|Reading in transliteration:||polibi spuris|
|Reading in original script:|
|Object:||TI·4 Giubiasco (plate)|
|Direction of writing:||dextroverse|
|Letter height:||1.1–1.8 cm0.433 in <br />0.709 in <br />|
|Number of letters:||12|
|Number of words:||2|
|Number of lines:||1|
|Workmanship:||scratched after firing|
|Archaeological culture:||Augustan [from object]|
|Date of inscription:||second half of 1st c. AD [from object]|
|Meaning:||'of Polibios Spuris' (?)|
|Alternative sigla:||Morandi 2004: 5|
|Sources:||Morandi 2004: 522|
First published in Morandi 2004. Examined for LexLep on 18th August 2021.
Images in Ulrich 1914: Taf. LXXXVIa.6-6a (photos), Crivelli 1977: tav. 1 (drawing only of spuris = Morandi 1999: 165, fig. 5).
The two sequences (length 4.1 and 5 cm, respectively) are inscribed by the same hand in well legible letters at ca. 7 cm distance from each other below the rim. The scratches are traced with white paint. The alphabet is Latin, only lambda is deviant, having a form otherwise known from the archaic Greek alphabet of Argos (Morandi 2004) and the Venetic alphabet of the Cadore. The language of the inscription, accordingly, is also a mix of Greek and Latin. The Greek name πολυβιος (or Latinised polybius) appears with a Latin genitive ending; for the spelling cf. the Campanian fabricant Publius Cipius Polybius, whose cognomen is sometimes spelled POLIBI (gen.) on fabrication stamps (P·CIPI·POLIBI·F(ECIT), see Kunow 1985: 222–224). spuris is less clear; Morandi 1999: 164 f. considers it to be a personal name, "senza alcun dubbio un italico". It is certainly hardly Celtic, but reminiscent of the common Latin cognomen spurius and Etruscan names (ET I: 281). Assuming that spuris agrees with polibi, it must be inflected like a Latin consonant or i-stem spuris, though the motivation for the separate application of the two sequences is not evident. How exactly they relate to each other is unclear.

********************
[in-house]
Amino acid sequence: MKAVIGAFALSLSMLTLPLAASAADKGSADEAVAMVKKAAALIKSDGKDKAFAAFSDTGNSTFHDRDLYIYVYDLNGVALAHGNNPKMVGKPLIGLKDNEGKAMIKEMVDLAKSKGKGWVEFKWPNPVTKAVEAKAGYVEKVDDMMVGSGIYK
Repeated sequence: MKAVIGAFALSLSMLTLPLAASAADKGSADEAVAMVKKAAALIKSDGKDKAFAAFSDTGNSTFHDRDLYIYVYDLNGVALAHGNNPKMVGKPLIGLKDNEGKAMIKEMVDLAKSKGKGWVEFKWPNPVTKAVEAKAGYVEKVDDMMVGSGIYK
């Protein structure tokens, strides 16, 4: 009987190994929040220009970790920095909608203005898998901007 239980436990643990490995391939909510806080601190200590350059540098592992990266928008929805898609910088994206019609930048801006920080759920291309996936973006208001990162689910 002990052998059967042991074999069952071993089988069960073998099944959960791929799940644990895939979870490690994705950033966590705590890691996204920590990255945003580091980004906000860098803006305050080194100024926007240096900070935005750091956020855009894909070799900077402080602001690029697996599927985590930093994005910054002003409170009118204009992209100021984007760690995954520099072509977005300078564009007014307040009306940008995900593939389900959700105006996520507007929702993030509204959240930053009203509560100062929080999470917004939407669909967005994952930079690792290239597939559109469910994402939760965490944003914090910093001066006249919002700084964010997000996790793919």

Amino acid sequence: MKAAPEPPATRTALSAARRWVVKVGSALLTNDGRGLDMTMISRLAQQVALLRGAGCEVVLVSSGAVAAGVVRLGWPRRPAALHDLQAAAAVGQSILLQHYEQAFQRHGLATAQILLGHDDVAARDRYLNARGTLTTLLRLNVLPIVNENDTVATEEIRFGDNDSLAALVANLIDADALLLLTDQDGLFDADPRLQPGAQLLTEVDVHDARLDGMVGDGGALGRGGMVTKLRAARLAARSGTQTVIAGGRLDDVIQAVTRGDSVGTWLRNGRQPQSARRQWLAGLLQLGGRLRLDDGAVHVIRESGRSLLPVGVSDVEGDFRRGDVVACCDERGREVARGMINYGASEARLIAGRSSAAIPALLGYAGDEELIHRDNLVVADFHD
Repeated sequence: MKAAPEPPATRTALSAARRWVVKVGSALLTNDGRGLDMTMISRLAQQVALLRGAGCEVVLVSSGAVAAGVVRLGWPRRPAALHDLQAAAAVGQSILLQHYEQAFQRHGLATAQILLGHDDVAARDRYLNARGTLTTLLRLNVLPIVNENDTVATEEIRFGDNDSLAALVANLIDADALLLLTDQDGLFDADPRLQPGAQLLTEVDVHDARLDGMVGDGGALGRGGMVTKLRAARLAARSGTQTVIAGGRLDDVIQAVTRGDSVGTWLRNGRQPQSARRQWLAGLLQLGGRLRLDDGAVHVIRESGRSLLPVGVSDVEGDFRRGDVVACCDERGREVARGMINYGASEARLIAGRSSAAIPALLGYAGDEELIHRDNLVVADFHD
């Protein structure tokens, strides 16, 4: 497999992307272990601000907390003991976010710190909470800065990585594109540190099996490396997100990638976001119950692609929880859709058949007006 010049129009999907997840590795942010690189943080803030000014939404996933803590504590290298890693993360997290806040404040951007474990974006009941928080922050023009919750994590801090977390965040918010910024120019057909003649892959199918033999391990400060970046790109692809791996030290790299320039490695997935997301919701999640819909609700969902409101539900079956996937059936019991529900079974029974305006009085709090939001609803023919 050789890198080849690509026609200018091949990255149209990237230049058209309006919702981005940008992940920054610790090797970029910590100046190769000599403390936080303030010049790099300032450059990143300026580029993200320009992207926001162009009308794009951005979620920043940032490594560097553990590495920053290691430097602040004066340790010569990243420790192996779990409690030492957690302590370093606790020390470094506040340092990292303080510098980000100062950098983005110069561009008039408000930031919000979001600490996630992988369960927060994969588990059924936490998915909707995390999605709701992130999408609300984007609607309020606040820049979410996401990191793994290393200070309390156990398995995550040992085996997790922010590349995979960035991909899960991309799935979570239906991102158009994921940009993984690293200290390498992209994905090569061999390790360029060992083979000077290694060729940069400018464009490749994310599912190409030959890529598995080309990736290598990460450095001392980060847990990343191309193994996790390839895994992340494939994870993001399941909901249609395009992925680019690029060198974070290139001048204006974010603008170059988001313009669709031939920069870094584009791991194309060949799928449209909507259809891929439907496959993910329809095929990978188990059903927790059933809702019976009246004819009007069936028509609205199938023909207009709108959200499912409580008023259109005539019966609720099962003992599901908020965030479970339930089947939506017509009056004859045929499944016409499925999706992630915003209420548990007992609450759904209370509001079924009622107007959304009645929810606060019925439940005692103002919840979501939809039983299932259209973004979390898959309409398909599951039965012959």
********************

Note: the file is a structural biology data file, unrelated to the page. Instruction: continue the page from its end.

|Crivelli 1977||Aldo Crivelli, "La necropoli di Giubiasco", Rivista Archeologica dell'Antica Provincia e Diocesi di Como 159 (1977), 5–98.|